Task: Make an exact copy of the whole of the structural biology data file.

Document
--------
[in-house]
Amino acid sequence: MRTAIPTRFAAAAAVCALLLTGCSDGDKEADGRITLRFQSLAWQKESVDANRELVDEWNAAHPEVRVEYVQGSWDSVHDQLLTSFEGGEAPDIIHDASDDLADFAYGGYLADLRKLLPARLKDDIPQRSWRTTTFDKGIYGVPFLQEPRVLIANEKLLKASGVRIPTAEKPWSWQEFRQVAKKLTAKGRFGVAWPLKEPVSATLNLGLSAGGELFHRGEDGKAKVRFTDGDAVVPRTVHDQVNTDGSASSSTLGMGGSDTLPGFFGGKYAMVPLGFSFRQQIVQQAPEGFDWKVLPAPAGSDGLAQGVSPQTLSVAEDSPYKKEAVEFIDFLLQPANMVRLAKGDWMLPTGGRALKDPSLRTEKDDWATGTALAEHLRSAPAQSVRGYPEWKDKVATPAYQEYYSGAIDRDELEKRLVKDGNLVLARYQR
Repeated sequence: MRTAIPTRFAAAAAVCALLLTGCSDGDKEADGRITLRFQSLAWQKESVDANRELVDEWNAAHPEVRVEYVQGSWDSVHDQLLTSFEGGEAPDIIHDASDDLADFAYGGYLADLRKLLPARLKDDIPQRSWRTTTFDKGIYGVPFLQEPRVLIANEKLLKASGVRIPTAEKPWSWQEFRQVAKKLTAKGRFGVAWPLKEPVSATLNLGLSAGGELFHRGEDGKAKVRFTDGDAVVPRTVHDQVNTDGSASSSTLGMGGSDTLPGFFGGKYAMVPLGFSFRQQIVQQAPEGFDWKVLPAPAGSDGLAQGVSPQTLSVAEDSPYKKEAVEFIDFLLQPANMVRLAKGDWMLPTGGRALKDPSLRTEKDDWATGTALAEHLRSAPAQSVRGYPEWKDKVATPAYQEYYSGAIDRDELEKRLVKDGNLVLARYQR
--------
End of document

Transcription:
[in-house]
Amino acid sequence: MRTAIPTRFAAAAAVCALLLTGCSDGDKEADGRITLRFQSLAWQKESVDANRELVDEWNAAHPEVRVEYVQGSWDSVHDQLLTSFEGGEAPDIIHDASDDLADFAYGGYLADLRKLLPARLKDDIPQRSWRTTTFDKGIYGVPFLQEPRVLIANEKLLKASGVRIPTAEKPWSWQEFRQVAKKLTAKGRFGVAWPLKEPVSATLNLGLSAGGELFHRGEDGKAKVRFTDGDAVVPRTVHDQVNTDGSASSSTLGMGGSDTLPGFFGGKYAMVPLGFSFRQQIVQQAPEGFDWKVLPAPAGSDGLAQGVSPQTLSVAEDSPYKKEAVEFIDFLLQPANMVRLAKGDWMLPTGGRALKDPSLRTEKDDWATGTALAEHLRSAPAQSVRGYPEWKDKVATPAYQEYYSGAIDRDELEKRLVKDGNLVLARYQR
Repeated sequence: MRTAIPTRFAAAAAVCALLLTGCSDGDKEADGRITLRFQSLAWQKESVDANRELVDEWNAAHPEVRVEYVQGSWDSVHDQLLTSFEGGEAPDIIHDASDDLADFAYGGYLADLRKLLPARLKDDIPQRSWRTTTFDKGIYGVPFLQEPRVLIANEKLLKASGVRIPTAEKPWSWQEFRQVAKKLTAKGRFGVAWPLKEPVSATLNLGLSAGGELFHRGEDGKAKVRFTDGDAVVPRTVHDQVNTDGSASSSTLGMGGSDTLPGFFGGKYAMVPLGFSFRQQIVQQAPEGFDWKVLPAPAGSDGLAQGVSPQTLSVAEDSPYKKEAVEFIDFLLQPANMVRLAKGDWMLPTGGRALKDPSLRTEKDDWATGTALAEHLRSAPAQSVRGYPEWKDKVATPAYQEYYSGAIDRDELEKRLVKDGNLVLARYQR